In a preferred embodiment, these strains can be cultured in a sealed dark tank or a tank with windows allowing for light. These strains are thus considered "mixotrophic" meaning that the Chlorella vulgaris Al-1y and similar strains do not require light for photosynthesis, but rather they have the option of using light during cultivation. Additionally, these strains have a defective alpha cell wall outside of each cell. This means that the algae are easier to digest and that the starch extraction for fermentation process is simplified and less invasive because there is starch outside the cell wall and the starch from within the cell wall often seeps out from the cell wall. Further, the starch may be collected without complete destruction of the algal cells. The mixotrophic culture for the Chlorella vulgaris Al-1y and related chlorella strains has a unique characteristic in that it can be cultivated in a completely sealed tank. This mixotrophic cultivation characteristic means that these have both autotrophic and heterotrophic cultivation possibilities. This characteristic is found only in the Al-1y strains. These starch rich Al-1y and its related chlorella strains can be cultivated in a sterilized germ free tank with little or no light in human controlled conditions as opposed to an open air tank that can be exposed to many outside factors that cannot be controlled. The mixotrophic tank cultivation is far different from a conventional chlorella production, i.e. a regular autotrophic chlorella being cultured in an open pond. This mixotrophic cultivation is done in a germ free tank that can be sterilized and controlled, providing the nutritional supply condition more economically, particularly in the consumption of CO2 and other nutrients such as glucose, acetic acid, saccharides, lipids, organic acid or industrial by-products and wastes. With chlorella cultured in an open tank, certain factors cannot be controlled, such as temperature, germ free conditions, climate etc. Further, the consumption of carbon dioxide and industrial by-products and wastes prevents environmental pollution. This process can be carried out under any severe environmental circumstances such as low sunlight, low average temperature, at any latitude, wherever we can use industrial by-products, organic wastes, exhausted carbon dioxide and light concentration devices such as glass fibers because the algae is highly adaptable. The surplus energy from these wastes and byproducts can also be used.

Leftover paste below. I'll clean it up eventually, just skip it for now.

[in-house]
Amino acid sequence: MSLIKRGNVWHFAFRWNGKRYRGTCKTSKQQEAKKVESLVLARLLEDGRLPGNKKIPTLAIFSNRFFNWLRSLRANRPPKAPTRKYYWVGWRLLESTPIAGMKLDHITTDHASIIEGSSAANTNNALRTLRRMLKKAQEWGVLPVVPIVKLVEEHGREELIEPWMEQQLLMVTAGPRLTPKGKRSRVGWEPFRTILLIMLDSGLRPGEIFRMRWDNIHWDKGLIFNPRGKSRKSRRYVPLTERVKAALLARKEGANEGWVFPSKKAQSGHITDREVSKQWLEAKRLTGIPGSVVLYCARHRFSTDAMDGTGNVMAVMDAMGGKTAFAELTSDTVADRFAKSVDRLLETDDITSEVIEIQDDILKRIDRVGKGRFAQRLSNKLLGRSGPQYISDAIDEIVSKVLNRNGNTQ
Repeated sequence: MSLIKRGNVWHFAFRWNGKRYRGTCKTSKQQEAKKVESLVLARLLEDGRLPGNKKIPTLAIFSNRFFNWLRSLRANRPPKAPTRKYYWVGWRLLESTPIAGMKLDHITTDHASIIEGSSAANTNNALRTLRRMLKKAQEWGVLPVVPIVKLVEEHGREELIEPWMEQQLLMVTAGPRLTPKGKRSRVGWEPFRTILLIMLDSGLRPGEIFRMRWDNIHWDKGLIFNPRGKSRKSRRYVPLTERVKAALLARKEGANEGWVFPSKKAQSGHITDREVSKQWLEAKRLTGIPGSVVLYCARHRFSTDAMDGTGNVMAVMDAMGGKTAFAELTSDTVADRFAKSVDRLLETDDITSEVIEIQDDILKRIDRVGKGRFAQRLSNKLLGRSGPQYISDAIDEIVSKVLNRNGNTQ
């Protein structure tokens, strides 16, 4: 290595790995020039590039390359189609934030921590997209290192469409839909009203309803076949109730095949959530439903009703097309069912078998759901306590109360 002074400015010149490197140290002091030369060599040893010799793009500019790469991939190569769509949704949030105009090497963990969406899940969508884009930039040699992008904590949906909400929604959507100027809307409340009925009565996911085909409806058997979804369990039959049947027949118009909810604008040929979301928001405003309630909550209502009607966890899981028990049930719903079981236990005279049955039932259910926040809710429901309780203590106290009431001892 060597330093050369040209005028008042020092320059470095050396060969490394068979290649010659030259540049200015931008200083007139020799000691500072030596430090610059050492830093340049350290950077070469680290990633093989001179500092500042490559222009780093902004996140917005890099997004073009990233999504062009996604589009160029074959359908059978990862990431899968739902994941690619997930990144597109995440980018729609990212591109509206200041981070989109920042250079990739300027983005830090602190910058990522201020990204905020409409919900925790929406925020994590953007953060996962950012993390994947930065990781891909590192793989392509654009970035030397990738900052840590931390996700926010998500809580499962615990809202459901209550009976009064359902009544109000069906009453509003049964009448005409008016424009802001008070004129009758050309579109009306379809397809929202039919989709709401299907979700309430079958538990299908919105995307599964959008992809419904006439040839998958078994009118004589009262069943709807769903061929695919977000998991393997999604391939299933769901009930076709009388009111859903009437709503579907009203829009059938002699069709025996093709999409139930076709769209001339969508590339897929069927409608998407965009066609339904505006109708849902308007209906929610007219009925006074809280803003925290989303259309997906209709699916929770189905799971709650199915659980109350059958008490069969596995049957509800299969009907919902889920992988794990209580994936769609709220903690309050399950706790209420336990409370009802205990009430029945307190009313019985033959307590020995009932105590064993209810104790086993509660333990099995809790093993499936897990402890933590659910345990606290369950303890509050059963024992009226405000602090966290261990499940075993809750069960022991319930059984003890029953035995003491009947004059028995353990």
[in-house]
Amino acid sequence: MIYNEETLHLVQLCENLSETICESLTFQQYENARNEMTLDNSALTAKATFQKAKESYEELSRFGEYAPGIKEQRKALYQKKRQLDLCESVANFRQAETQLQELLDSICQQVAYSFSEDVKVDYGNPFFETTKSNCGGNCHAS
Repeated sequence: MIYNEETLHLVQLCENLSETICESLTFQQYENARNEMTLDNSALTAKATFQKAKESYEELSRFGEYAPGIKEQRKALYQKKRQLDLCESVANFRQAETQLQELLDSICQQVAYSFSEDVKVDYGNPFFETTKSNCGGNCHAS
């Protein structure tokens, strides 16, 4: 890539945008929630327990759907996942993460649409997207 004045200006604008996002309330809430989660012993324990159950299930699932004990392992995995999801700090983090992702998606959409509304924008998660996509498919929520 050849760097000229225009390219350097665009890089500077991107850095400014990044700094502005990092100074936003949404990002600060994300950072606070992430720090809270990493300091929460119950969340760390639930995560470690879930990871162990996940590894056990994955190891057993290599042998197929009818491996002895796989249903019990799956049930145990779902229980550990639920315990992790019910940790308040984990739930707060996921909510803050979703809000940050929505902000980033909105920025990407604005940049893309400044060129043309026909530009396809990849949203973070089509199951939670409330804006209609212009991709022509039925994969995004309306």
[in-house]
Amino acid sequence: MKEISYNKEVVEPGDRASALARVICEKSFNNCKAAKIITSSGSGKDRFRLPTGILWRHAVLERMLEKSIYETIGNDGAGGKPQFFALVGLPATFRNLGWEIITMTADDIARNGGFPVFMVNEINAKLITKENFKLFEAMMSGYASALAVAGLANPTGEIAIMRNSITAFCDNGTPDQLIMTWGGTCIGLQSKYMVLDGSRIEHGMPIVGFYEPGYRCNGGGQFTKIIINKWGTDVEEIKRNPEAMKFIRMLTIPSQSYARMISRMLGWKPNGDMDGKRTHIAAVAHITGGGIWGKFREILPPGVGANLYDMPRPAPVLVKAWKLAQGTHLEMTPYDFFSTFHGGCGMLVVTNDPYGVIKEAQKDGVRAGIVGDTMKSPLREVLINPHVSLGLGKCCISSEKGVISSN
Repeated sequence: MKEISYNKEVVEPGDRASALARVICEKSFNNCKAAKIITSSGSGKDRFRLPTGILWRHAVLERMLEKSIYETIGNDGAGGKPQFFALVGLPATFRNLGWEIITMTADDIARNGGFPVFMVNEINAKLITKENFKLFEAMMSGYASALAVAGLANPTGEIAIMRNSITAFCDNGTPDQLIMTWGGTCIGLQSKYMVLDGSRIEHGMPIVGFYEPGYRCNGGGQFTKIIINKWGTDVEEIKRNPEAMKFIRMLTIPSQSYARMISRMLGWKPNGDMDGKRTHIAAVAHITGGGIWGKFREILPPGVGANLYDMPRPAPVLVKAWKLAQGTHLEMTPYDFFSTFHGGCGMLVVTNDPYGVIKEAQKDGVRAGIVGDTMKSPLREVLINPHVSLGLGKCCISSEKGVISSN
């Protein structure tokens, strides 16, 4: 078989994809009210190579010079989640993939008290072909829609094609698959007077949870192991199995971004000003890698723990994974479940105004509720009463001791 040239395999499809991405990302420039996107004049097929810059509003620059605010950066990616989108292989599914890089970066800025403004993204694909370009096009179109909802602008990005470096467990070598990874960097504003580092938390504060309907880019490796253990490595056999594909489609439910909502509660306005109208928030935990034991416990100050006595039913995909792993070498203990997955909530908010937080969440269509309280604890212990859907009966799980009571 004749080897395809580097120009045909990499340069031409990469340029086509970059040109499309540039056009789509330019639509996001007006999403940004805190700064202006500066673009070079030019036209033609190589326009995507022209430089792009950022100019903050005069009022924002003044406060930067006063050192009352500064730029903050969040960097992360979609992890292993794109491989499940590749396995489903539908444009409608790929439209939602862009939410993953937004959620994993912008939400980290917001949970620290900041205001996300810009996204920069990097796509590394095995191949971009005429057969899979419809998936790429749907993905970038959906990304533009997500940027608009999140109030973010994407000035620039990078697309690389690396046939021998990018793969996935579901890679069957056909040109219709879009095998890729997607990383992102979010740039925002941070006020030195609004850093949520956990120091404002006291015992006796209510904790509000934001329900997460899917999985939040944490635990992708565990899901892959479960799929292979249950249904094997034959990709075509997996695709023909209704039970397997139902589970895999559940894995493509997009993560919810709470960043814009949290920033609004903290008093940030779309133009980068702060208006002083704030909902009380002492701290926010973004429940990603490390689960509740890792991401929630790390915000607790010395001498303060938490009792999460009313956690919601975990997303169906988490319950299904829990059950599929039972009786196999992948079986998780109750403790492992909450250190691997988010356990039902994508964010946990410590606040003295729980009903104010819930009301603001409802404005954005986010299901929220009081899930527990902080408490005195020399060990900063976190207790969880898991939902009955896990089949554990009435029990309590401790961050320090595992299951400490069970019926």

In most of these chlorella strains, the cells divide up to a maximum of about 32 cells in each continuous about 72 hour period under specialized conditions. The resulting mixotrophic cultivation will have more economic potential compared to the cultivation of regular chlorella, which is cultivated in an open pond and usually takes several months.
Other strains of algae have potential for use in ethanol production, as in Example 1, such as Chlamydomonas sp. Al-5, Scenedesmus basilensis, Scenedesmus basilensis IAM C-66 and others.
During the continuous cultivation process of unicellular green algae strains, the starch that is produced extra-cellularly is easy to recover. The algae can therefore be left intact to reproduce in a single cell cloning cultivation method for continual reprocessing by adding additional Vulgaris Al-1y seed material. Therefore, the present invention allows for continual production of bio-ethanol as shown in FIG. 1. In a preferred embodiment, the production of bio-ethanol occurs in seven processing steps. S1: algae cultivation; S2: starch separation; S3: starch saccharification; S4: alcohol fermentation; S5: heating; S6: distillation and S7: dehydration.
In a preferred embodiment, S1 (cultivation) includes three different manners of cultivation: autotrophic (S11), heterotrophic (S12), and mixotrophic (S13). The autotrophic cultivation (S11) uses a standard photosynthetic process, requiring inorganic salts and carbon dioxide as nutrition for photosynthesis. The S11 process cannot proceed without light. The heterotrophic cultivation (S12) uses no light but requires additional organic material for nutrition. S13, the mixotrophic cultivation, is a combination of both S11 (autotrophic), and S12 (heterotrophic) processes. S2 (starch separation) includes several separation processes: S21 (decantation by natural precipitation); S22 (separation by centrifugal force); and S23 (separation by using slow water current in a tank). S21 does not require additional apparatus, but takes more time and requires a large scale container. S22 is the most common separation system, but does not separate as thoroughly as S21. S23 is a good fit for continual large volume separation. As shown in FIG. 1, S24 is a combination of these processes. The S3 (saccharification) process is also selectable from a number of different saccharification methods. S31 uses a microbial, S32 uses an enzyme, S33 uses an acid followed by neutralization (S34) by adding an additional acid or alkaline solution such as sulfuric acid or sodium hydroxide.